‘The profession whose ranks you are
shortly to join, ladies and gentlemen, is still esteemed in some circles’ the
Prof said. ‘It is esteemed in part, because in past pandemics your colleagues
have had the choice of staying at home and ensuring their safety and the safety
of their families – or treating patients. They have historically made the
choice to treat their patients. Some of them have paid for this with their
lives… I fully expect you to make the same choice.’
rate of occupational transmission from an HIV-positive source is believed to be
0.3% for a percutaneous exposure and 0.09% for a mucous membrane exposure. The
rate of transmission from a hepatitis B-positive source to a nonimmunized host
is 6-24% and 1-10% for exposure to hepatitis-C.
Percutaneous exposure in this context means needlestick -
being pricked by a contaminated needle. Mucous membrane exposure means getting
blood or other contaminated fluid in your mouth or eyes. With blood and
scalpels and needles flying everywhere this is a real risk. Workers who are
exposed make a decision to start or not start anti-retroviral treatment. The
beatific calculus. The course is one month and reportedly makes you sick as a
dog. It is meant to reduce the risk of seroconversion but this isn’t really the
sort of thing you can run double-blind placebo controlled trials on.
Risky business, this. In real terms, if you’re sensible the
risks are low. We went to speak to the Prof after the talk, rattled. He told us
to observe universal precautions - foremost of which was to keep everything
zipped away - and we’d (probably) be fine. There are much higher-risk
activities after all.
Bla Bla Bla
And again I wonder if it’s the right thing to come here, me,
some middle-class prick from another hemisphere. Sitting in the evenings with
friends, sipping tea that I packed and brought with me or imported Tanqueray
and Tonic or wine from the vineyards of Stellenbosch and Paarl, thinking of
the people I’ve seen today, shot and burned and stabbed and broken, many of
them my age. I’ve had too much wine I think, that wasn’t sipping was it?
Thinking of what they went home to – the ones who went home. The Place of Gold.
How much have we changed since the first hominid saw something glinting in a
rock and thought – oooh… pretty… shiny… and his brother hominid cracked him in
the goddamn eye with a dull rock and took the shiny rock from him? I’m the same
age as many of these people, I think I said already. Some are younger. Young
men and women in their prime - with everything before them. With nothing before them. We’re all going straight to heaven. We’re all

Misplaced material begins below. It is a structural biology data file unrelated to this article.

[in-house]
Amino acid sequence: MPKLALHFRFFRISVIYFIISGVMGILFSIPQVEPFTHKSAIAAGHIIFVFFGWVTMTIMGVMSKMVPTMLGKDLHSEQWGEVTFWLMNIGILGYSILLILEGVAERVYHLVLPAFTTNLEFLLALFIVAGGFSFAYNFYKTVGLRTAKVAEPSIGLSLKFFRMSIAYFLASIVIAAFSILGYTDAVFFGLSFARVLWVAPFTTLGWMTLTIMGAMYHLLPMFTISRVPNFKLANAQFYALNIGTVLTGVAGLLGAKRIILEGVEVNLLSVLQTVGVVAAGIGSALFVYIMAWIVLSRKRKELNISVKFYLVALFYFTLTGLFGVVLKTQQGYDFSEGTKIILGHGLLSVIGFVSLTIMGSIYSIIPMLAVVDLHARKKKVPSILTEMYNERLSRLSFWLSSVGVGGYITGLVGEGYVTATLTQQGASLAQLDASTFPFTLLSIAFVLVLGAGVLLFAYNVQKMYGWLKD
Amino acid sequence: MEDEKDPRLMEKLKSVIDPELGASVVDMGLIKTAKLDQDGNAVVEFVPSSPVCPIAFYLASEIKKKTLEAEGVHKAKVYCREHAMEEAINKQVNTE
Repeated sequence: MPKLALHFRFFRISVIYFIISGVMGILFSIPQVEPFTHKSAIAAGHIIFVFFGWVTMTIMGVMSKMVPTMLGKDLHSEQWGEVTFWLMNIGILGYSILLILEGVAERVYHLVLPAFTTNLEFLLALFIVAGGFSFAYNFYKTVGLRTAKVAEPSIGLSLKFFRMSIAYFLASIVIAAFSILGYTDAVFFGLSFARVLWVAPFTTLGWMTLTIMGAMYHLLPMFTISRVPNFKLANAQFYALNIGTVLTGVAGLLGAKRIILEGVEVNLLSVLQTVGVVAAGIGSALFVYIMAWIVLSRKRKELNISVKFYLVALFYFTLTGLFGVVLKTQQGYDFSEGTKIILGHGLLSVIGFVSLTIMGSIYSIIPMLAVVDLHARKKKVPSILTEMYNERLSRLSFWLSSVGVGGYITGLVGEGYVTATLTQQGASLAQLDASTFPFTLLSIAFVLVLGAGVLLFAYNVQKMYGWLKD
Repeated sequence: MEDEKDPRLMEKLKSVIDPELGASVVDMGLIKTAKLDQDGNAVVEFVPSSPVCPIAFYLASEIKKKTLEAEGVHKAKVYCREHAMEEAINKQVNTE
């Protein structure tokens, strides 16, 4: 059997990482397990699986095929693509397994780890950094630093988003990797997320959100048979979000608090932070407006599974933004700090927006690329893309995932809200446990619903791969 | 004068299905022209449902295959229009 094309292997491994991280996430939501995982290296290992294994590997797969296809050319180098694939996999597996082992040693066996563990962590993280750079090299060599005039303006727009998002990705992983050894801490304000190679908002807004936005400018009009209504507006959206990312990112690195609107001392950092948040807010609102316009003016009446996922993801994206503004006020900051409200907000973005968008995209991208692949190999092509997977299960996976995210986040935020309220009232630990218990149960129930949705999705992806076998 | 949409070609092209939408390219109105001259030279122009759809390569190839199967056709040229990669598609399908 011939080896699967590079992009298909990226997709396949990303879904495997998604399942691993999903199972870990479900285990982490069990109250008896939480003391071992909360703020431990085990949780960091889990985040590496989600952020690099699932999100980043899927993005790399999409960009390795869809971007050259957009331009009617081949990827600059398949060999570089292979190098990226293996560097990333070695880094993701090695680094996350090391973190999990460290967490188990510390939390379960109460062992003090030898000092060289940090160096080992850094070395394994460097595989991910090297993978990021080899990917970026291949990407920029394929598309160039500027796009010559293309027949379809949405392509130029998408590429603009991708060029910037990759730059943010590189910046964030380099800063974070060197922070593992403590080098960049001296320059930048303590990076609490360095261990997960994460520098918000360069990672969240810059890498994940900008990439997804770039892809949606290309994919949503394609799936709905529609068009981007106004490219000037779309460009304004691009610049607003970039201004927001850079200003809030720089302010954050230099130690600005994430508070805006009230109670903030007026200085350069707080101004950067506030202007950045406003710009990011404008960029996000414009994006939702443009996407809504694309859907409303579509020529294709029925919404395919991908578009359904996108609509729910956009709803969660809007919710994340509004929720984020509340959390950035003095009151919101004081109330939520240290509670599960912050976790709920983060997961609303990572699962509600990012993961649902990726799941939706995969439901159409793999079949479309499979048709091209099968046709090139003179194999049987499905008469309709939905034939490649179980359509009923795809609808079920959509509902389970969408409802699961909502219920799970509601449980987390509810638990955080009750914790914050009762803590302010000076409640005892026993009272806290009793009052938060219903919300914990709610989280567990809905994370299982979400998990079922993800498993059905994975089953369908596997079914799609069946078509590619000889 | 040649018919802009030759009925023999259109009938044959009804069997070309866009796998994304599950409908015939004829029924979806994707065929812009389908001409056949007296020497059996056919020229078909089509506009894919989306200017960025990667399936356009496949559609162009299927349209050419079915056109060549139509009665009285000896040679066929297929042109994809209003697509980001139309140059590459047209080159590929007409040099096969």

going straight the other way.
It’s 3 in the morning at Bara. The shifts here are 24 hours,
7am to 7am. After hours of carnage, the Pit is quiet for the moment so I go to
the Doctor’s break room. I brought a bunch of books with me travelling as you
do. Fiction, non-fiction. I’m too tired to read but some things stick in the
mind and come back. This is John Maynard Keynes, you may have seen it before.
may still have to time to reconsider our courses and to view the world with new
eyes… The events of the coming year will not be shaped by the deliberate acts
of statesmen, but by the hidden currents flowing continually beneath the
surface of political history, of which no one can predict the outcome. In one
way only can we influence these hidden currents – by setting in motion those
forces of instruction and imagination which change opinion…
In this autumn of 1919 in which I write, we are at the
dead season of our fortunes. Our power of feeling or caring beyond the
immediate questions of our own material well-being is temporarily eclipsed....
We have been moved already beyond endurance, and need rest…. For these reasons
the true voice of the new generation has not yet spoken, and silent opinion is
not yet formed.
If you can keep busy enough you forget other aches and
troubles, they’re carried along with everything else. But when you have a
moment of peace in which to rest they begin to settle out again, sinking in the
heart like gravel. You close your eyes a moment and old old songs are heard
But troubles will soon be over. Besides, there are many who
have it worse - who have more pressing troubles. I’m not in the break room for
long before one of the Nurses comes in.
Hani Baragwanath Hospital official website
- Emedicine Needlestick
reading included The New Penguin History of the World by JM Roberts, which
quotes from John Maynard Keynes, The Economic Consequences of the Peace.
The complete passage (p296-8) of Keynes’ book is available on Google books and is
worth a read.